Diabetes is a serious health condition. Although it can make life difficult for a patient, there are still many people who are not well informed about the condition. There are various myths regarding diabetes. Some think that only old people or a particular group of people get it, and so they are not vulnerable to it.
How Diabetes Affects Our Body
A person with diabetes has his or her blood glucose levels above the normal range. Most food items eaten are converted into sugar or glucose. The pancreas, an organ that’s located just under the stomach, produces insulin. Insulin is a type of hormone that helps glucose to enter the cells of the body. The cells then generate cell building material from the glucose as well as release energy to carry out body’s necessary tasks. It is for this reason that people with diabetes often suffer from lack of energy and experience rapid weight loss. The cells are starving for glucose in such cases.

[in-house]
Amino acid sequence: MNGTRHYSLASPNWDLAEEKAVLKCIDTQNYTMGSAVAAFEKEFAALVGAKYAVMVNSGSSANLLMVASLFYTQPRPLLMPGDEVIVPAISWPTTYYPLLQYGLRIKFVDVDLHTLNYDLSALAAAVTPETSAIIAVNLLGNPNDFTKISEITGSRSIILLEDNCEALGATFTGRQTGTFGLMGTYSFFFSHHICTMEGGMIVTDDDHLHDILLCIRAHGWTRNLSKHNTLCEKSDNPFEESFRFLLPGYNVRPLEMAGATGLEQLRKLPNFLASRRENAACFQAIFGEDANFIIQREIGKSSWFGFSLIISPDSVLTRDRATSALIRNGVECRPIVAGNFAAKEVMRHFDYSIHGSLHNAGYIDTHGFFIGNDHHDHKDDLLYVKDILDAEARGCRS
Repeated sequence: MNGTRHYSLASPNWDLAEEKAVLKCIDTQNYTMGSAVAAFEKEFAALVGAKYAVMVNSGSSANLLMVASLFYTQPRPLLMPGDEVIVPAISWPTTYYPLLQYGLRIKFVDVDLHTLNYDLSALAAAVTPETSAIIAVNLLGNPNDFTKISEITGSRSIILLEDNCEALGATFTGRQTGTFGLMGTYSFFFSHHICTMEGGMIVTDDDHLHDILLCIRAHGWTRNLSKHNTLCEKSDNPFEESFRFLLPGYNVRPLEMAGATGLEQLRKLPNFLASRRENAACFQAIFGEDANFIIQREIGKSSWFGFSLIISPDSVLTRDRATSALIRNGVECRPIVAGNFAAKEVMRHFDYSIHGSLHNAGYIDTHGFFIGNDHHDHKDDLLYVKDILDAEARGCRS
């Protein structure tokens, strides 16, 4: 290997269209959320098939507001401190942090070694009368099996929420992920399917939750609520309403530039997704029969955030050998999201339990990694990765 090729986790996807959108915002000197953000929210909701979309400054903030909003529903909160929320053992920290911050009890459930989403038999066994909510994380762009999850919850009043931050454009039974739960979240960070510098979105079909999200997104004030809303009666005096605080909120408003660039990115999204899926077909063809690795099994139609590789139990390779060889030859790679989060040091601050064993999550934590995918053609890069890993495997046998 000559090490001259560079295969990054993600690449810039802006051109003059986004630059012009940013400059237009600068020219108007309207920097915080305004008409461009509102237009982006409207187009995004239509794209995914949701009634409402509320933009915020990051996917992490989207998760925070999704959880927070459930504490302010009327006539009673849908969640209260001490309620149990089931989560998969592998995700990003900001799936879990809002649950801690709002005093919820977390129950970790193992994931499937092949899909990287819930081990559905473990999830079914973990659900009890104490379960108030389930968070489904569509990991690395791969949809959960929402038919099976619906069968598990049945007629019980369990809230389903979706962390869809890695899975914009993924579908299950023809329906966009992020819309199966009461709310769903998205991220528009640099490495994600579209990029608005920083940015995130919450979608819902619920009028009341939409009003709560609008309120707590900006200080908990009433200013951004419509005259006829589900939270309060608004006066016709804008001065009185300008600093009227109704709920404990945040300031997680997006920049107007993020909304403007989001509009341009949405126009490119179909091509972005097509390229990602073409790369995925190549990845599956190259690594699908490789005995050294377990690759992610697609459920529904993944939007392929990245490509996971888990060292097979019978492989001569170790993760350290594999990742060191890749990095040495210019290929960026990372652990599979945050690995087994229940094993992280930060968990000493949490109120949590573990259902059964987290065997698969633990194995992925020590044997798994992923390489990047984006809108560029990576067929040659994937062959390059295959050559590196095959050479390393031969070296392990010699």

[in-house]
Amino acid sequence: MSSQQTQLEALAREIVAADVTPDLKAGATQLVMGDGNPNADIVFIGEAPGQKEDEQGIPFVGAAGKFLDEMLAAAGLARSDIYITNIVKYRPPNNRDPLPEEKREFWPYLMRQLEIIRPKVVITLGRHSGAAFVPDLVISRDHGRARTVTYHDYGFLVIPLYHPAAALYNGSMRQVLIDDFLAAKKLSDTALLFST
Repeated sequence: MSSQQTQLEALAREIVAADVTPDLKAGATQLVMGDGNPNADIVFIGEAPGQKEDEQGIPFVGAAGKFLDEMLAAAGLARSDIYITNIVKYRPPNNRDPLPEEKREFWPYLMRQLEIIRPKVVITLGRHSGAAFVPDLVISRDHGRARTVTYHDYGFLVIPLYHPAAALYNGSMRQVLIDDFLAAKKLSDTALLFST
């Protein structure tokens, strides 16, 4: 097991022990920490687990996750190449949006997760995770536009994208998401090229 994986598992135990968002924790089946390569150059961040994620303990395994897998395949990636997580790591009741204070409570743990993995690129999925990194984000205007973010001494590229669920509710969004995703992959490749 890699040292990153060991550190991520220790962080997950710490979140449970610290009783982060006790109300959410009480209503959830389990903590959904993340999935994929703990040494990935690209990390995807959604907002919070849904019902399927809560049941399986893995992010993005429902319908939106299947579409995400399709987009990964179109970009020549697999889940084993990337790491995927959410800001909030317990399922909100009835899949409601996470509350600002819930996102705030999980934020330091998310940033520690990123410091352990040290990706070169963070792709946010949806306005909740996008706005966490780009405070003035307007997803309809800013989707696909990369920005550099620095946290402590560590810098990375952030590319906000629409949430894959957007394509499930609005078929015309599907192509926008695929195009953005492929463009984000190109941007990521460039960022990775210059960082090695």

The main functions of insulin include regulation of various chemical processes within the body. This determines how the body handles carbohydrates as well as other nutrients. The body of a diabetic patient does not produce enough insulin or is unable to take advantage of its insulin. This leads to the building up of high levels of sugar in the blood stream. The glucose stays in the blood vessels and affects organs like the kidneys and eyes. Diabetes is known as “the silent killer.”
There are primarily four types of diabetes conditions. These include diabetes mellitus type 1, diabetes mellitus type 2, diabetes insipidus and gestational diabetes. Other known types of diabetes include latent autoimmune diabetes of adults, neonatal diabetes mellitus), maturity onset diabetes of the young and Ketosis-prone diabetes. Patients once diagnosed with diabetes needs to be under constant medical attention to prevent any serious complications. The possible complications that may occur in diabetes patients include heart diseases, strokes, kidney failure, blindness, as well as lower-extremity amputations.